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ARM expects to control 50% of mobile chip market by 2015

post #1 of 27
Thread Starter 
Led by devices like the iPhone and iPad, ARM Holdings expects its reference chip designs to be found in 50 percent of mobile devices sold by the year 2015.

ARM-based chips are currently found in about 10 percent of mobile devices, and that number is expected by the company to increase to 15 percent by the end of 2011. But according to Bloomberg, ARM President Tudor Brown expects the company's share to explode in the next few years, reaching half of all mobile devices by 2015.

ARM currently plays an important role with Apple products, with the custom A5 processor found inside the iPad 2, while its predecessor, the A4, is found in the iPhone 4, fourth-generation iPod touch, and Apple TV, all released in 2010.

Apple's tremendous growth with sales of the iPhone and the new product category represented by the iPad have played an important part in the spread of ARM-based chips. And earlier this year, Microsoft announced it too would get into the ARM game with the next version of Windows to offer compatibility with the system-on-a-chip architecture.

Brown also said on Monday that he expects ARM to start generating royalty revenue from Microsoft by the end of 2012. While ARM is currently a major player in creating chips for devices like smartphones and tablets, the deal with Microsoft is expected to boost its presence in laptops as well.

The details come soon after a rumor surfaced that Apple, in its internal labs, built a test MacBook Air powered by the same low-power A5 processor found in the iPad 2. An anonymous source said the test MacBook Air "performed better than expected," though the device, allegedly built by Quanta Computer, was characterized as an "experiment."



Earlier this month, a separate rumor claimed that Apple plans to move its laptops from Intel to ARM processors "as soon as possible." It was said that Apple could begin the transition when 64-bit variations of ARM-based chip designs are available at the end of 2012 or by early 2013.

Apple began designing its own ARM-based chips starting with the release of the first-generation iPad, powered by its custom A4 processor. That became possible through Apple's acquisition of chipmaker PA Semi for $278 million in 2008.
post #2 of 27
Apple moving closer to self-sufficiency. A natural development.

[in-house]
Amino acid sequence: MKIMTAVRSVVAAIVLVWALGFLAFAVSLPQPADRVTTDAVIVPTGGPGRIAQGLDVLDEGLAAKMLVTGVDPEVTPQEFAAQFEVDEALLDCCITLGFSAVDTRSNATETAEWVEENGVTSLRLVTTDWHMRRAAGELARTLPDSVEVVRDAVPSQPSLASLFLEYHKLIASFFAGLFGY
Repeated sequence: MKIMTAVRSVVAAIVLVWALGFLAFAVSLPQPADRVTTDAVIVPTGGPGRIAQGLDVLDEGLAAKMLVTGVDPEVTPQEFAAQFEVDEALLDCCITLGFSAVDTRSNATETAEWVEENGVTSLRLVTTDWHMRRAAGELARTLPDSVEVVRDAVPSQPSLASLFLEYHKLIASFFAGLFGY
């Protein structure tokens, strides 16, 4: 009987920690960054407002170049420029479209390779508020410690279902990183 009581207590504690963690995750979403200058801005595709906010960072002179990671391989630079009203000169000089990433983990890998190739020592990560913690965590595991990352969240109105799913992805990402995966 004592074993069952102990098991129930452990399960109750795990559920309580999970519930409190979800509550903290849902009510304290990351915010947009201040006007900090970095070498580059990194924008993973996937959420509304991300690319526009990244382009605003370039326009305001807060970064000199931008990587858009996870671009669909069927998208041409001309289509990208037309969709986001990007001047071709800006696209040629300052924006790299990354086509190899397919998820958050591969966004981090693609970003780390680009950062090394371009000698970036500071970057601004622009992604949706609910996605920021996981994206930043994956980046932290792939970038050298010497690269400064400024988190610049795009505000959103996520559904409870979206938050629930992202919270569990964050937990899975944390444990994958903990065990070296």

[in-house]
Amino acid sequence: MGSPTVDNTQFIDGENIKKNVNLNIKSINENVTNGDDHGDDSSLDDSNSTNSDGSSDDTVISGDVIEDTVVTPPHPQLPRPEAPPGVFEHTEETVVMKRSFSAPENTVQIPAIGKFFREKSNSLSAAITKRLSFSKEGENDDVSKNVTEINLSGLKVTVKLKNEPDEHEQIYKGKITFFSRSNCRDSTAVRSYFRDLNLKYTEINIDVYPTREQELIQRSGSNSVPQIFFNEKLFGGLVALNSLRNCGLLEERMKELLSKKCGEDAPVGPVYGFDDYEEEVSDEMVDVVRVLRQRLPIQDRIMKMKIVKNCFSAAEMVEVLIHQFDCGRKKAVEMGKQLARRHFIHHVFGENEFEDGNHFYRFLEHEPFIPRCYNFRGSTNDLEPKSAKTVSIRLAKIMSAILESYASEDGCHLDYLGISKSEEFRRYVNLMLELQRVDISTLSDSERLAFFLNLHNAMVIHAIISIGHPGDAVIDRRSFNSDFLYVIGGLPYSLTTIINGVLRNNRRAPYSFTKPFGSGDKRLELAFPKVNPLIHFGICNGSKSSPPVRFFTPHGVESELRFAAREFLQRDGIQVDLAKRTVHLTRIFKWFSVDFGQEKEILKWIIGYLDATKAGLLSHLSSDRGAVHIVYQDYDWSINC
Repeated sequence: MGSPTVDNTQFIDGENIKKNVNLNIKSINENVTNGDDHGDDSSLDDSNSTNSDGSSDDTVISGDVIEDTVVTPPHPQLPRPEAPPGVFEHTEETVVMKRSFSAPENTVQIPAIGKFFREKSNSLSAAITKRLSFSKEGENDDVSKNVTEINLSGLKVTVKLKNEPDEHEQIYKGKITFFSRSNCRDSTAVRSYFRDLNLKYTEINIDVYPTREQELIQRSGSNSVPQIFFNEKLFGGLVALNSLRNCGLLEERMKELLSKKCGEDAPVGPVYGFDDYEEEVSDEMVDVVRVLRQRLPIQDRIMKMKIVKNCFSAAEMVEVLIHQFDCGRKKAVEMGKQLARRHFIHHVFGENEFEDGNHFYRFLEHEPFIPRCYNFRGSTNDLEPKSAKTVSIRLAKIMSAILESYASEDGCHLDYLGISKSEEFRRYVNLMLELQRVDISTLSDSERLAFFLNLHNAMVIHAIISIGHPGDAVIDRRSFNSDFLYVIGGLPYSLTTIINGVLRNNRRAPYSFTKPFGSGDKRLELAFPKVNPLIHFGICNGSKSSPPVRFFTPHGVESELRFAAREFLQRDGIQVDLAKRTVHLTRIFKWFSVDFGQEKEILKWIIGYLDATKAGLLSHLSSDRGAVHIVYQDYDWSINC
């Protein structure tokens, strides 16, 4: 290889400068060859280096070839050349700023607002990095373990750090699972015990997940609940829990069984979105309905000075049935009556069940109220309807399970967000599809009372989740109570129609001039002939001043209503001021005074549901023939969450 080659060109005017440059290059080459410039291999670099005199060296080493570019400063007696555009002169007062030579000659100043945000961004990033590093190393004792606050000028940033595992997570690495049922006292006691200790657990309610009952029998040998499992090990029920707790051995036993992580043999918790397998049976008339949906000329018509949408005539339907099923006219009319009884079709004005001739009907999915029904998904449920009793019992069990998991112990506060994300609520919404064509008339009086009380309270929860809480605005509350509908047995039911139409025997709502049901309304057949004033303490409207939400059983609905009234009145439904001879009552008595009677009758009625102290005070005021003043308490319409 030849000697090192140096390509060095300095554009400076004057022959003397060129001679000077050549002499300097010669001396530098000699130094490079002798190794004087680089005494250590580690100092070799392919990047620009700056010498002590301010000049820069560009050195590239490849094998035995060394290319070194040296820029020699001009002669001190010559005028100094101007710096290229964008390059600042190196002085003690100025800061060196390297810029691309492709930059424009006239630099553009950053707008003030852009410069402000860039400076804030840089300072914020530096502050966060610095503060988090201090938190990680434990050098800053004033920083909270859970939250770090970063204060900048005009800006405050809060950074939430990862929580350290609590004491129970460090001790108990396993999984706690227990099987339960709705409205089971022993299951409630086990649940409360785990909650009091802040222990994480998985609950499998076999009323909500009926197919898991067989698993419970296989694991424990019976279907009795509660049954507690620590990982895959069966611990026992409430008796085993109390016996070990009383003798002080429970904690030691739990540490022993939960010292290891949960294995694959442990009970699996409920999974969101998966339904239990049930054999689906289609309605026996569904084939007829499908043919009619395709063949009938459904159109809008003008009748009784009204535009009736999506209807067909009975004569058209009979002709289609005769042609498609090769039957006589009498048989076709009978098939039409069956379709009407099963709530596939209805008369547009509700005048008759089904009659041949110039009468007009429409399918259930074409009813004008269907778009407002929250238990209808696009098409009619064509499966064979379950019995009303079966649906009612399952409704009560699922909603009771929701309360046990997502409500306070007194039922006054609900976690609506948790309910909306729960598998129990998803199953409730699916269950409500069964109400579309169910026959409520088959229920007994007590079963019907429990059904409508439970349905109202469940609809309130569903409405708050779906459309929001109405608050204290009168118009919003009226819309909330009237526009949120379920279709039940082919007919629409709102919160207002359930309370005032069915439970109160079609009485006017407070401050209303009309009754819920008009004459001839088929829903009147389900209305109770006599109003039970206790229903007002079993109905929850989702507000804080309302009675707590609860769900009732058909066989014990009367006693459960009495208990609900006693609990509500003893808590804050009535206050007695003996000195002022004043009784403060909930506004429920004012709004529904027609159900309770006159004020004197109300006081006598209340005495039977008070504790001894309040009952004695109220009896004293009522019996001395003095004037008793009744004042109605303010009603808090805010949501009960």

post #3 of 27
Quote:
Originally Posted by AppleInsider View Post

Led by devices like the iPhone and iPad, ARM Holdings expects its reference chip designs to be found in 50 percent of mobile devices sold by the year 2015....

I think your title is off. "Control" is almost certainly the wrong word.

ARM will never "control" the processor market the way Intel attempts to. They only produce and licence designs. Their goal isn't domination or control of the market, it's just making a good chip design.
post #4 of 27
It should be 10% of Mobile PC devices. That is Tablet, Netbook and Notebook.

Since 99% of Tablet are ARM Powered, which basically means Tablet are already 10% of the total Mobile PC Market. And this is amazing growth!!!
post #5 of 27
Quote:
Originally Posted by Quadra 610 View Post

Apple moving closer to self-sufficiency. A natural development.

I see it that way too... now, about those displays...
Where are we on the curve? We'll know once it goes asymptotic!
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Where are we on the curve? We'll know once it goes asymptotic!
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post #6 of 27
Quote:
Originally Posted by ksec View Post

It should be 10% of Mobile PC devices. That is Tablet, Netbook and Notebook.

Since 99% of Tablet are ARM Powered, which basically means Tablet are already 10% of the total Mobile PC Market. And this is amazing growth!!!

Yeah, I think you're right. Very deceiving title. I don't know one mobile device that doesn't use some form of their chipset.
post #7 of 27
Quote:
Led by devices like the iPhone and iPad, ARM Holdings expects its reference chip designs to be found in 50 percent of mobile devices sold by the year 2015.

Tablets and phones will be about half the mobile market... not a huge surprise

Quote:
ARM-based chips are currently found in about 10 percent of mobile devices, and that number is expected by the company to increase to 15 percent by the end of 2011. But according to Bloomberg, ARM President Tudor Brown expects the company's share to explode in the next few years, reaching half of all mobile devices by 2015.

More people buying phones/tablets than laptop right now. not a big surprise

Quote:
The details come soon after a rumor surfaced that Apple, in its internal labs, built a test MacBook Air powered by the same low-power A5 processor found in the iPad 2. An anonymous source said the test MacBook Air "performed better than expected," though the device, allegedly built by Quanta Computer, was characterized as an "experiment."

"better than expected" could mean they though it could run 1 window okay, and it could run 2 decently.... until someone explains what "better than expected" is i don't buy this.... i would advise more people to follow this for now
Quote:
Earlier this month, a separate rumor claimed that Apple plans to move its laptops from Intel to ARM processors "as soon as possible." It was said that Apple could begin the transition when 64-bit variations of ARM-based chip designs are available at the end of 2012 or by early 2013.

Apple began designing its own ARM-based chips starting with the release of the first-generation iPad, powered by its custom A4 processor. That became possible through Apple's acquisition of chipmaker PA Semi for $278 million in 2008.